Photo by Christian Creutz.
The inaugural Conference on the Future of Europe (CoFoE) event – a European Union initiative to reform its policies and institutions – took place in May at the European Parliament in Strasbourg, at the very heart of EU politics and legislation! The elegant hemicycle debating chamber sits inside the striking Louise Weiss Building designed by Parisian-based Architecture-Studio and opened in 1999. It includes a 60-metre-high tower which is left looking deliberately unfinished and was inspired by Roman amphitheatres and the mythical Tower of Babel.
The event included a welcome speech by French President Emmanuel Macron and contributions by other high-ranking politicians and EU officials. As CoFoE was aimed primarily at a younger audience of under 40s’, production company Nimblerr asked lighting designer Dimi Theuwissen of Belgium-based creative practice ID2Q to energise the distinctive hemicycle ensuring it looked dynamic and different on camera for this special broadcast.
Dimi decided to change up the look and mood completely with a fresh approach, lighting the room architecture in the background, and in doing so, bringing its presence right into the foreground and camera shots. Helping him to achieve this unique aesthetic were over 200 Robe moving lights – Spiiders, Tetra2s and LEDBeam 150s.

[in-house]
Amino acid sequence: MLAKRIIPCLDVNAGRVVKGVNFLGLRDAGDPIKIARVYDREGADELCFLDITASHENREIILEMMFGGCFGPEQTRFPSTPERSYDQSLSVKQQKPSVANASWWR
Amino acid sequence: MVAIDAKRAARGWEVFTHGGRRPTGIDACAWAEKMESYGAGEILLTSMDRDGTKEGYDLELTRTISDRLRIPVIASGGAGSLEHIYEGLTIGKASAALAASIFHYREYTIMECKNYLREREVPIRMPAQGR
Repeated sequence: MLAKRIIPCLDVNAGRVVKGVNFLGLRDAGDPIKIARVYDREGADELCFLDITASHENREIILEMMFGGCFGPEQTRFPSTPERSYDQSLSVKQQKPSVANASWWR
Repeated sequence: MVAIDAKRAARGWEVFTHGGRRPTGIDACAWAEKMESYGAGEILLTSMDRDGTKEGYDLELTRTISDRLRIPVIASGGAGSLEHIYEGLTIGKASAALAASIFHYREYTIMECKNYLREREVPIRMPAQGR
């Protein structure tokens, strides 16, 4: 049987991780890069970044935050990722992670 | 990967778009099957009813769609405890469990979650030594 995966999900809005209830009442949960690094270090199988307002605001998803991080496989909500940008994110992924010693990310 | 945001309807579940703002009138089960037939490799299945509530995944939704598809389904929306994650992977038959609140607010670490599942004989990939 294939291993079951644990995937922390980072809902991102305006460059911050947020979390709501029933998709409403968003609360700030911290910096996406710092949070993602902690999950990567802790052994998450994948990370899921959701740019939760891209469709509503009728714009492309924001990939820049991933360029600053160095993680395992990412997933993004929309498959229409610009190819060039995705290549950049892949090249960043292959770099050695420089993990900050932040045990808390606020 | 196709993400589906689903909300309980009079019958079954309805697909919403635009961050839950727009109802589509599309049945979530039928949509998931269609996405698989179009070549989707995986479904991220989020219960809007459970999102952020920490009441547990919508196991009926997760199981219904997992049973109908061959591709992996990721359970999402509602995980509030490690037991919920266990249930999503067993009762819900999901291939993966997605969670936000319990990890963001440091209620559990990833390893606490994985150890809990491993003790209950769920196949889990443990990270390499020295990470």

CoFoE was livestreamed and joined by 300 gen-public via zoom together with various ministers, dignitaries, and VIPs, all of whom appeared on seven large LED screens strategically deployed in a circular around 300 degrees of the hemicycle. Erasmus students from all EU member states were present in a socially distanced live audience, sitting in pre-designated states.
Two musical interludes intersected the 90-minute broadcast with short performances by French violinist Renaud Capuçon and the Brussels-based Karski Quartet … so all these elements informed Dimi’s proposed lighting design to take the hemicycle into a new visual dimension!
He had previously worked with Nimblerr – a subsidiary of DB Video – and currently the European Parliament’s AV co-ordinator – on other similar parliamentary events and presidential debates, for which he also took a radical and more theatrical departure with lighting which everyone loved.
Reinforcing where the event was being staged by default meant the space itself was fundamental to the whole production design of the event. Normally lit by functional but stark fluorescent working light, Dimi proposed that the wall and ceiling areas were illuminated with lighting that could be controlled and changed.
“First and foremost, this was a broadcast / livestream, so it had to be lively and ‘pop’ on TV and as well as needing all the basics like great key lighting and skin tones for the speakers and performers, for me it was important to bring the building into play and involve it as a player integral to the whole vibe of the event,” he explained, rather than letting it fade sadly into the background.
One hundred and thirty-six Robe Spiider LED wash beams were placed around the two elliptical planes of the hemicycle’s perimeter wall, each fixture indirectly highlighting the individual glass panels of the wall.